One union reached a deal, while another is still negotiating for one.
Meanwhile, thousands of Chicago Public Schools (CPS) students are still not in class.
Members of the Service Employees International Union (SEIU) Local 73, including CPS support staff, reached a tentative deal on a new contract with the city on Oct. 27.
The Chicago Teachers Union (CTU), however, had not reached a deal as of Oct. 28, and the strike that began on Oct. 17 continued.
According to Mayor Lori Lightfoot, the deal with SEIU Local 73 includes a minimum 16-percent raise over five years for all employees and additional pay increases for special-education classroom assistants, bus aides and custodians. There are no changes to the health insurance plan for five years, including no increase in co-payments, deductibles, plan choices or out-of-pocket costs, with “only modest” increases in employee contributions.
She also said employees will be able to carry-over up to 40 days of unused sick leave for future absences.
In a prepared statement, Lightfoot called the agreement “a strong, fair deal.”
In an online statement on Oct. 27, SEIU Local 73 President Dian Palmer said she is content with the deal but still supports CTU members during their strike.
SEIU Local 73 includes CPS classroom assistants, custodians and security officers.
“This is a victory for working people in Chicago and shows what is possible when we unite and take action,” Palmer said. “The lowest paid support workers who are the backbone of our schools are going to see raises that mean their families won’t have to struggle living in an expensive city where costs keep going up. We will be on picket lines in solidarity with CTU [on Oct. 28].”
The CTU and the city have disagreed on the issue of school resources.
Mayor Lori Lightfoot said the city presented the “most generous offer in CPS history” to the CTU, including raises for teachers and staff, while addressing class size and support staffing.
CTU Vice President Stacy Davis Gates said the stipulation on class size would impact only one-third of the city, and while every school would have a full-time social worker and nurse, most schools still won’t have librarians.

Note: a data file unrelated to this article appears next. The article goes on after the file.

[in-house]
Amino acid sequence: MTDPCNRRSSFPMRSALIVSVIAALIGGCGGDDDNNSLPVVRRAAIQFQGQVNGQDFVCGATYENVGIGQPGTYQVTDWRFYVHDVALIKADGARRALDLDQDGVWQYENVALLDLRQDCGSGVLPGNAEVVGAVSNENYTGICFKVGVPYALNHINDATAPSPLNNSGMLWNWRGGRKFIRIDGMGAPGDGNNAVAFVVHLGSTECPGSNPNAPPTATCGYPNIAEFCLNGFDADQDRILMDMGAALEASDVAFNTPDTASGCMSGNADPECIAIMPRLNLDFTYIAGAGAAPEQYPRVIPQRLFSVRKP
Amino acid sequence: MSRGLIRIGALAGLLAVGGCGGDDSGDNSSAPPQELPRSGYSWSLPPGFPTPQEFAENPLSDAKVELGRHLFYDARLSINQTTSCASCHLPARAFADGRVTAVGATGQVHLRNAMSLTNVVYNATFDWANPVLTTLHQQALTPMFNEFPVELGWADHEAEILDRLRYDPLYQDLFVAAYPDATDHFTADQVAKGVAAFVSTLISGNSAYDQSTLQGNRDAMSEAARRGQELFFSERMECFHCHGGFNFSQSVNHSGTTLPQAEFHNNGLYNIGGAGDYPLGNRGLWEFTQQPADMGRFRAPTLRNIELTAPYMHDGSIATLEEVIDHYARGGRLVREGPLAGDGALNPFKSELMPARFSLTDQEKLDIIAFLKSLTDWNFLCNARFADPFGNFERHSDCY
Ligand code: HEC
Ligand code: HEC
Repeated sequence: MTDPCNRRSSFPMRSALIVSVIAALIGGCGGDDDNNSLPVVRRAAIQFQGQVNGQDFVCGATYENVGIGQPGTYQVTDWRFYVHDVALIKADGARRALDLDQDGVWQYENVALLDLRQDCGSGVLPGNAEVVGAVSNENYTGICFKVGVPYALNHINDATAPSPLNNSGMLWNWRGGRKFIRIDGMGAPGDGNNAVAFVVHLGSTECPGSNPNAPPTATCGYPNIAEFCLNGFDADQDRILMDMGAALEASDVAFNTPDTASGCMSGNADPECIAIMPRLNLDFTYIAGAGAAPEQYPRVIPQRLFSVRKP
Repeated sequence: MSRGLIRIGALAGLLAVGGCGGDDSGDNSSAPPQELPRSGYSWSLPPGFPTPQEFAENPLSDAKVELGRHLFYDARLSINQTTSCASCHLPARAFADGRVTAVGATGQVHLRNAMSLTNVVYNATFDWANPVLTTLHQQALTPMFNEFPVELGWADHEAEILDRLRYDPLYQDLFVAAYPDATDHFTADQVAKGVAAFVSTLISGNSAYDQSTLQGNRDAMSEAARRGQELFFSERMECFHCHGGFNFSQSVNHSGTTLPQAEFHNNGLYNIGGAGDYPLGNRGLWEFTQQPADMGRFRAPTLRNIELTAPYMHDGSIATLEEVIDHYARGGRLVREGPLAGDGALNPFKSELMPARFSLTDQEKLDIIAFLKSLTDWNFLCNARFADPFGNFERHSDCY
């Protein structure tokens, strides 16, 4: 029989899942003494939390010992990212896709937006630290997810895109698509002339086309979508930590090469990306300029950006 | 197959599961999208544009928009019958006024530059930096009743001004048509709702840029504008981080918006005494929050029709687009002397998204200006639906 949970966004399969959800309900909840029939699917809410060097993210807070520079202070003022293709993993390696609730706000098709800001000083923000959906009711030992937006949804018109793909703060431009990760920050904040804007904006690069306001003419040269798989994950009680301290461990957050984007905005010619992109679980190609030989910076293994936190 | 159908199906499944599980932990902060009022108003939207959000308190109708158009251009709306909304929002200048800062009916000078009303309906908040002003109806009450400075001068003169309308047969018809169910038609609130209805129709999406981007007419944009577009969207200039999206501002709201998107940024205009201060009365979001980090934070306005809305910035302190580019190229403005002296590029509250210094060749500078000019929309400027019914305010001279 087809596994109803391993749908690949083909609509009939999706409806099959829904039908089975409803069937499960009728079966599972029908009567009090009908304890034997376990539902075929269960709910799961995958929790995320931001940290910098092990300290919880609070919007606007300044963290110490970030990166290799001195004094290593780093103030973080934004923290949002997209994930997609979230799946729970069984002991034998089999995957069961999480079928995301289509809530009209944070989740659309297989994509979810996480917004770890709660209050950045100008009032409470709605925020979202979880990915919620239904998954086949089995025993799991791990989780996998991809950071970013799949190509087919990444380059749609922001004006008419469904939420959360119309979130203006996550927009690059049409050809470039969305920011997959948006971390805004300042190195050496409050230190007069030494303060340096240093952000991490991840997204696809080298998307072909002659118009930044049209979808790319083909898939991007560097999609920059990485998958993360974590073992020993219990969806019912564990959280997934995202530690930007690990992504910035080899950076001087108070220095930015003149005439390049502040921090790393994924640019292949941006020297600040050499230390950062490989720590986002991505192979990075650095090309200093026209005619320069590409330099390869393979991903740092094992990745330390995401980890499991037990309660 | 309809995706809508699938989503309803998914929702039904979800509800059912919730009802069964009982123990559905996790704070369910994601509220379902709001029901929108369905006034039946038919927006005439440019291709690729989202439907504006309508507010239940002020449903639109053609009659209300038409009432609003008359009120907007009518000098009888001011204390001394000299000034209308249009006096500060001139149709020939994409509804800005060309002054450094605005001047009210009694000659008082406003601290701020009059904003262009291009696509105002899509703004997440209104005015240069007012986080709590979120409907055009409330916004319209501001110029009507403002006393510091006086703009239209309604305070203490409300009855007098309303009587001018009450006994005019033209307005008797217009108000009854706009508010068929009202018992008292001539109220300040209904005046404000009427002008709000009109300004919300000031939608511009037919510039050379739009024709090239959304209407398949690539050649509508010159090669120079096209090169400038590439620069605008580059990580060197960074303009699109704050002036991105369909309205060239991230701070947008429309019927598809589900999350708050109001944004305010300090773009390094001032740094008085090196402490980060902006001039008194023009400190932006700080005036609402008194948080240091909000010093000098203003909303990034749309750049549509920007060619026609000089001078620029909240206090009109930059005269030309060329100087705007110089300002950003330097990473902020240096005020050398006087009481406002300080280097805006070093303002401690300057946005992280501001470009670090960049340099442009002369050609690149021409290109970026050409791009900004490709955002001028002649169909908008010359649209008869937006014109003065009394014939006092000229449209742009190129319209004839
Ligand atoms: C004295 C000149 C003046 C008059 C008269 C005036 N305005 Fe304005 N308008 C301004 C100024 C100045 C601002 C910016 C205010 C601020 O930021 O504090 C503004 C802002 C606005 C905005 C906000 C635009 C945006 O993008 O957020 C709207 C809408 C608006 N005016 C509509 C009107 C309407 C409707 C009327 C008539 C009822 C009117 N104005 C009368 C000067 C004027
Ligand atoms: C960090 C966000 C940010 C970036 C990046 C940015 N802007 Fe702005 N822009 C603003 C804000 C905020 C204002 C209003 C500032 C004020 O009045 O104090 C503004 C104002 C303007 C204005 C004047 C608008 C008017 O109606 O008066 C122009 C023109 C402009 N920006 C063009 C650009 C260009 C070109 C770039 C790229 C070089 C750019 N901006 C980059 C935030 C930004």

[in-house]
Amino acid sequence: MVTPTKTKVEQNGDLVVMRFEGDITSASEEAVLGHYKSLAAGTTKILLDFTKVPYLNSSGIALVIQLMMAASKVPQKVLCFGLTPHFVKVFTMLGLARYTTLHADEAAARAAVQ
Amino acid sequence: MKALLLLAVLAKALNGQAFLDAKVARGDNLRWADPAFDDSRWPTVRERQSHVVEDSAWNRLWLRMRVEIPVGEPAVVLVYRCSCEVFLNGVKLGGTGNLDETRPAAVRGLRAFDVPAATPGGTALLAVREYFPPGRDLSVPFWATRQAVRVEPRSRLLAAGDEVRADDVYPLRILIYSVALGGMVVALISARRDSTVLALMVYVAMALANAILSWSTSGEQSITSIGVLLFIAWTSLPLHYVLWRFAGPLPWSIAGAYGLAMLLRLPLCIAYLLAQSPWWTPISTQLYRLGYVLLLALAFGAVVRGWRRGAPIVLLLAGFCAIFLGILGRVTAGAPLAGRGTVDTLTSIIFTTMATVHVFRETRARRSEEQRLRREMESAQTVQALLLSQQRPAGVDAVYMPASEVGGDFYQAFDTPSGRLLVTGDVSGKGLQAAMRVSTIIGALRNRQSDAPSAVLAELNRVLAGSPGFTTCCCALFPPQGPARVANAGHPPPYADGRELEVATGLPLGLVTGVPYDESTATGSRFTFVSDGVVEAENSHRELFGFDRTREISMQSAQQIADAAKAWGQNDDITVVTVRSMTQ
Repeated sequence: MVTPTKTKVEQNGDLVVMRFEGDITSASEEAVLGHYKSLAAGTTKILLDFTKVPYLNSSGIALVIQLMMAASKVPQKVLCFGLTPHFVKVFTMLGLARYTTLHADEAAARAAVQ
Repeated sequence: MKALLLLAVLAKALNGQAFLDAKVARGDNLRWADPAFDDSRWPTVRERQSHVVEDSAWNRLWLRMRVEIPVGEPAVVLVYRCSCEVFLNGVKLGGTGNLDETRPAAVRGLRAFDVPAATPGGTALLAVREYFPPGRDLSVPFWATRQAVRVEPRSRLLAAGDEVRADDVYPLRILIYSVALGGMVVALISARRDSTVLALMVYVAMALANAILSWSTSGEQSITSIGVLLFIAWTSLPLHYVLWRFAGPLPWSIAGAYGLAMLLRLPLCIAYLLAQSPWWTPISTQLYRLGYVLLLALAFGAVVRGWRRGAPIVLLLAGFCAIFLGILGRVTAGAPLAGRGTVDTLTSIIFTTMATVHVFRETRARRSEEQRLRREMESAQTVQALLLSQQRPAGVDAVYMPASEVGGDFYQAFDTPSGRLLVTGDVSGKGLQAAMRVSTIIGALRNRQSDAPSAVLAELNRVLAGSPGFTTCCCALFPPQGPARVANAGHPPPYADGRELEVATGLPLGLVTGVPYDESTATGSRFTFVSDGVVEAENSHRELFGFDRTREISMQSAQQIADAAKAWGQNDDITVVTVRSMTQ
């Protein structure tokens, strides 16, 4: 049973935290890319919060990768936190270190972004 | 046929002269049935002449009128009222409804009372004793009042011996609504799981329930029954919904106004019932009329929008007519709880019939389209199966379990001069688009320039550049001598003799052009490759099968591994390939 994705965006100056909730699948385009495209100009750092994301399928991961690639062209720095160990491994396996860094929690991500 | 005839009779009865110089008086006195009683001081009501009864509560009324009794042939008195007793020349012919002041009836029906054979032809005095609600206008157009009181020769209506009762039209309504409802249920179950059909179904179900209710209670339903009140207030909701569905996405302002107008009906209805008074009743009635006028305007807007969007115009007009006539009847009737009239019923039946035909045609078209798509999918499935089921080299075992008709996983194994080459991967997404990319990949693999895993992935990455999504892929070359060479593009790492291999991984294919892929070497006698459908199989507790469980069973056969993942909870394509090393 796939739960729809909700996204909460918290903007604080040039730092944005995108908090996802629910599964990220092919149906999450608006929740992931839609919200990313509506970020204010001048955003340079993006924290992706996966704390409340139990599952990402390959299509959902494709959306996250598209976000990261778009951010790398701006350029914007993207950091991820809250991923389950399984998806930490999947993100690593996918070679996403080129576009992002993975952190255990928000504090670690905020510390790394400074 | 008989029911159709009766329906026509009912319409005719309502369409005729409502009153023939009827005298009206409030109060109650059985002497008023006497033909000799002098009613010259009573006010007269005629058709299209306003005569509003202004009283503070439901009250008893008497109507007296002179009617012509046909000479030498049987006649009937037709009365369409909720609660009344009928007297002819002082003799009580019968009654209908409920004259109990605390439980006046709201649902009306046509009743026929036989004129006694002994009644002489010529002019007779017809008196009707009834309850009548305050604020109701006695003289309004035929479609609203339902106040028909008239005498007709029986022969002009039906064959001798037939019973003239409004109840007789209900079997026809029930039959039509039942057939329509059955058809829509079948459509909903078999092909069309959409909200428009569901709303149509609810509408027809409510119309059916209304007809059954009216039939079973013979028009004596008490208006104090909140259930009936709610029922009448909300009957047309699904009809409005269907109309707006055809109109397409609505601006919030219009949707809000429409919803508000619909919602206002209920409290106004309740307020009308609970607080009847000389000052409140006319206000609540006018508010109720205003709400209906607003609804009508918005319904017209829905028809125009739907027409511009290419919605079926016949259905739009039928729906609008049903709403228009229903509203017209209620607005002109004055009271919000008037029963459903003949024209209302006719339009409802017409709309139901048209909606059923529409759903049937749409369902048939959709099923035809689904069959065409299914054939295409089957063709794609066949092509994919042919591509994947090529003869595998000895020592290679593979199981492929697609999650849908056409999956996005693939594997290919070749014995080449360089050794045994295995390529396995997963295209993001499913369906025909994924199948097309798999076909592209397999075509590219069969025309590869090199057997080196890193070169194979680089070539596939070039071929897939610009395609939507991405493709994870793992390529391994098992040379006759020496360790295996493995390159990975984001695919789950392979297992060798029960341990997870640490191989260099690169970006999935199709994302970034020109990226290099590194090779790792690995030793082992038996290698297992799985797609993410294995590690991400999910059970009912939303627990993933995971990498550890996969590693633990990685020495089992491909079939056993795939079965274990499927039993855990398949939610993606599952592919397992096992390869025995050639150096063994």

Picketers demonstrated outside local CPS schools on Oct. 28. They have lined major corridors throughout the city during the work stoppage, and thousands of supporters protested downtown on Oct. 23, the same day Lightfoot announced the 2020 city budget.
At 99th Street and Western Avenue on Oct. 22, 19th Ward Ald. Matt O’Shea delivered refreshments to picketers. He said he “wholeheartedly” supports teachers and the work they do every day.
“I’m hopeful they can come to an agreement,” O’Shea said. “We certainly know that teachers need to be provided resources in the classroom. I think everyone would agree that we need more nurses and more counselors, while being cognizant that this is a very expensive problem that we have. I’m just hopeful that we can come to an amicable agreement and get our kids back in school.”
The strike has kept students out of class and ineligible to participate in after-school activities such as sports.
Dozens of CPS sports teams were forced to forfeit Illinois High School Association (IHSA) postseason tournaments, and many student-athletes protested at Lightfoot’s office.
The Jones College Prep cross-country teams filed a lawsuit seeking to participate in the postseason, but a judge ruled that, while “it is not fair, and it is wrong” that seniors won’t be allowed to compete, issuing a restraining order that would permit them to play would force schools to be open “without adequate staff on hand.”
The Simeon High School football team had better luck.
The Wolverines hadn’t played the required eight games to be eligible for the state playoffs, but the IHSA approved the team’s appeal to participate because it had won six games. Any team that wins six games automatically makes the playoffs.
Simeon and other qualifying CPS teams were placed in the playoffs, but that was no guarantee they will play. The IHSA requires football teams that haven’t practiced in seven days to hold three days of
practices before competing.
Football teams will begin playoff games on Friday, Nov. 1, and Saturday, Nov. 2, so school must be back in session by Tuesday, Oct. 29, to play on Nov. 1, or Wednesday, Oct. 30, to play on Nov. 2.
Locally, Morgan Park High School and the Chicago High School for Agricultural Sciences (CHSAS) are both slotted into the playoffs and scheduled to play on Nov. 2—Morgan Park in East St. Louis and CHSAS in Kewanee.
If CPS classes are not in session, those teams will forfeit.
Strikes updates will be published as they become available.